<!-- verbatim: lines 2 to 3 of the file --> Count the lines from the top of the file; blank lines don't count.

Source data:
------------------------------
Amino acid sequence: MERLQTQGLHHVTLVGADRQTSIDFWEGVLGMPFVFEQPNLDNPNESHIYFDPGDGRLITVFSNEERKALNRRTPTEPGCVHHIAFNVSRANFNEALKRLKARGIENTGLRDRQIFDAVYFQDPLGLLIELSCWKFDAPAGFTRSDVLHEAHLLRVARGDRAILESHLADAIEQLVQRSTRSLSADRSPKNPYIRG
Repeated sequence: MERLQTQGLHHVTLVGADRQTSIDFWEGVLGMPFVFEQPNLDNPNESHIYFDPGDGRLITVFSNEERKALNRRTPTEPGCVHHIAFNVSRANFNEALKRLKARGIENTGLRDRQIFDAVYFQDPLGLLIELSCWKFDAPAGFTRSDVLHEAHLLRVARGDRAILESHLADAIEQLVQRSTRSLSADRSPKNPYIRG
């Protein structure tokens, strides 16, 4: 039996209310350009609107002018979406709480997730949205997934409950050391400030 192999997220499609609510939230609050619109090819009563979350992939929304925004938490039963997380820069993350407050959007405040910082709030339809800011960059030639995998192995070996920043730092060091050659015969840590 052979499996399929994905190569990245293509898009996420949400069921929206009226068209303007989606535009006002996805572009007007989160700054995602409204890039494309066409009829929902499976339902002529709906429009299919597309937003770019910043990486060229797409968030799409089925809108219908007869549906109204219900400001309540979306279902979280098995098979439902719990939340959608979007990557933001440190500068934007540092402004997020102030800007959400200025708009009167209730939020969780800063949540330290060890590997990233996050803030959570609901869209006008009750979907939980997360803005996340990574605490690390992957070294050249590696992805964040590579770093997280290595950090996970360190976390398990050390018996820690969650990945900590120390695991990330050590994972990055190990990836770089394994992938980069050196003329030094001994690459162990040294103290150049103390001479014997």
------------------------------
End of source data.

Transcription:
Repeated sequence: MERLQTQGLHHVTLVGADRQTSIDFWEGVLGMPFVFEQPNLDNPNESHIYFDPGDGRLITVFSNEERKALNRRTPTEPGCVHHIAFNVSRANFNEALKRLKARGIENTGLRDRQIFDAVYFQDPLGLLIELSCWKFDAPAGFTRSDVLHEAHLLRVARGDRAILESHLADAIEQLVQRSTRSLSADRSPKNPYIRG
């Protein structure tokens, strides 16, 4: 039996209310350009609107002018979406709480997730949205997934409950050391400030 192999997220499609609510939230609050619109090819009563979350992939929304925004938490039963997380820069993350407050959007405040910082709030339809800011960059030639995998192995070996920043730092060091050659015969840590 052979499996399929994905190569990245293509898009996420949400069921929206009226068209303007989606535009006002996805572009007007989160700054995602409204890039494309066409009829929902499976339902002529709906429009299919597309937003770019910043990486060229797409968030799409089925809108219908007869549906109204219900400001309540979306279902979280098995098979439902719990939340959608979007990557933001440190500068934007540092402004997020102030800007959400200025708009009167209730939020969780800063949540330290060890590997990233996050803030959570609901869209006008009750979907939980997360803005996340990574605490690390992957070294050249590696992805964040590579770093997280290595950090996970360190976390398990050390018996820690969650990945900590120390695991990330050590994972990055190990990836770089394994992938980069050196003329030094001994690459162990040294103290150049103390001479014997």